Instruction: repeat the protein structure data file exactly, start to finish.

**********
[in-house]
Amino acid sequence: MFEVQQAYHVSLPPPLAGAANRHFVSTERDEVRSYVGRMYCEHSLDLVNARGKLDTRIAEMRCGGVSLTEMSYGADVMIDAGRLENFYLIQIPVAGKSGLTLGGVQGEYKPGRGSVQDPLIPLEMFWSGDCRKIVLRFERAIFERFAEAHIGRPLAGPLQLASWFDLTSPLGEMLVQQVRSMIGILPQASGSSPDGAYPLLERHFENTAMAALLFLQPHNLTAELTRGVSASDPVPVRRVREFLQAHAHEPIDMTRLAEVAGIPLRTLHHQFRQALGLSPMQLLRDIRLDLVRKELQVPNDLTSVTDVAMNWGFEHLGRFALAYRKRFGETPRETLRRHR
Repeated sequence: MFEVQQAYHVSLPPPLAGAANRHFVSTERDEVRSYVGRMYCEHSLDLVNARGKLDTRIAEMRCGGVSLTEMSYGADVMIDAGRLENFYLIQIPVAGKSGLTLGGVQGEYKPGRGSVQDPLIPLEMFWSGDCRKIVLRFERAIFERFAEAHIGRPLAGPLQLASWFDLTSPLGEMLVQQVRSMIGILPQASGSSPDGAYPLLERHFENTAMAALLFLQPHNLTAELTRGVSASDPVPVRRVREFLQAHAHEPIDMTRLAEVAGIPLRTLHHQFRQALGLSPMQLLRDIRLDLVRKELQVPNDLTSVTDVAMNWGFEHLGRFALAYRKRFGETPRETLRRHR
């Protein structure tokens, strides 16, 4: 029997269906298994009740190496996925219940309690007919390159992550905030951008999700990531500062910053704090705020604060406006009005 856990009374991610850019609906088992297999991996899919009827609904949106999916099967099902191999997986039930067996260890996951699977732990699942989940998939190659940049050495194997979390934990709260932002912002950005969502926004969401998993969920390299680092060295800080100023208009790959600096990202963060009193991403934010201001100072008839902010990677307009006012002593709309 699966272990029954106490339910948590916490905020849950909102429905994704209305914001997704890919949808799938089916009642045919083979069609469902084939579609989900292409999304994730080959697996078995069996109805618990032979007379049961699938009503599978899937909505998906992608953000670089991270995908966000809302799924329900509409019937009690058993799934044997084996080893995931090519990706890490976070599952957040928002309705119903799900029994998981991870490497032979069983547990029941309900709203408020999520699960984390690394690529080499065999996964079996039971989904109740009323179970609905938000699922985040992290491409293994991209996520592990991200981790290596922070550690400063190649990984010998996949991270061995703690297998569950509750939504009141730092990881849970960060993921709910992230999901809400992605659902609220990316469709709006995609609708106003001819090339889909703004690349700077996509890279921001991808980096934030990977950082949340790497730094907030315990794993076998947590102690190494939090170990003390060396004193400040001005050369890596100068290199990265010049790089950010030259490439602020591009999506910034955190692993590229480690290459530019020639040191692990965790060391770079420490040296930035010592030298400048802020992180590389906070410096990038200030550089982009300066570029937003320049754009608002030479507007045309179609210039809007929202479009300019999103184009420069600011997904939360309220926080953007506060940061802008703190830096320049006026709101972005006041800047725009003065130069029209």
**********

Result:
[in-house]
Amino acid sequence: MFEVQQAYHVSLPPPLAGAANRHFVSTERDEVRSYVGRMYCEHSLDLVNARGKLDTRIAEMRCGGVSLTEMSYGADVMIDAGRLENFYLIQIPVAGKSGLTLGGVQGEYKPGRGSVQDPLIPLEMFWSGDCRKIVLRFERAIFERFAEAHIGRPLAGPLQLASWFDLTSPLGEMLVQQVRSMIGILPQASGSSPDGAYPLLERHFENTAMAALLFLQPHNLTAELTRGVSASDPVPVRRVREFLQAHAHEPIDMTRLAEVAGIPLRTLHHQFRQALGLSPMQLLRDIRLDLVRKELQVPNDLTSVTDVAMNWGFEHLGRFALAYRKRFGETPRETLRRHR
Repeated sequence: MFEVQQAYHVSLPPPLAGAANRHFVSTERDEVRSYVGRMYCEHSLDLVNARGKLDTRIAEMRCGGVSLTEMSYGADVMIDAGRLENFYLIQIPVAGKSGLTLGGVQGEYKPGRGSVQDPLIPLEMFWSGDCRKIVLRFERAIFERFAEAHIGRPLAGPLQLASWFDLTSPLGEMLVQQVRSMIGILPQASGSSPDGAYPLLERHFENTAMAALLFLQPHNLTAELTRGVSASDPVPVRRVREFLQAHAHEPIDMTRLAEVAGIPLRTLHHQFRQALGLSPMQLLRDIRLDLVRKELQVPNDLTSVTDVAMNWGFEHLGRFALAYRKRFGETPRETLRRHR
């Protein structure tokens, strides 16, 4: 029997269906298994009740190496996925219940309690007919390159992550905030951008999700990531500062910053704090705020604060406006009005 856990009374991610850019609906088992297999991996899919009827609904949106999916099967099902191999997986039930067996260890996951699977732990699942989940998939190659940049050495194997979390934990709260932002912002950005969502926004969401998993969920390299680092060295800080100023208009790959600096990202963060009193991403934010201001100072008839902010990677307009006012002593709309 699966272990029954106490339910948590916490905020849950909102429905994704209305914001997704890919949808799938089916009642045919083979069609469902084939579609989900292409999304994730080959697996078995069996109805618990032979007379049961699938009503599978899937909505998906992608953000670089991270995908966000809302799924329900509409019937009690058993799934044997084996080893995931090519990706890490976070599952957040928002309705119903799900029994998981991870490497032979069983547990029941309900709203408020999520699960984390690394690529080499065999996964079996039971989904109740009323179970609905938000699922985040992290491409293994991209996520592990991200981790290596922070550690400063190649990984010998996949991270061995703690297998569950509750939504009141730092990881849970960060993921709910992230999901809400992605659902609220990316469709709006995609609708106003001819090339889909703004690349700077996509890279921001991808980096934030990977950082949340790497730094907030315990794993076998947590102690190494939090170990003390060396004193400040001005050369890596100068290199990265010049790089950010030259490439602020591009999506910034955190692993590229480690290459530019020639040191692990965790060391770079420490040296930035010592030298400048802020992180590389906070410096990038200030550089982009300066570029937003320049754009608002030479507007045309179609210039809007929202479009300019999103184009420069600011997904939360309220926080953007506060940061802008703190830096320049006026709101972005006041800047725009003065130069029209």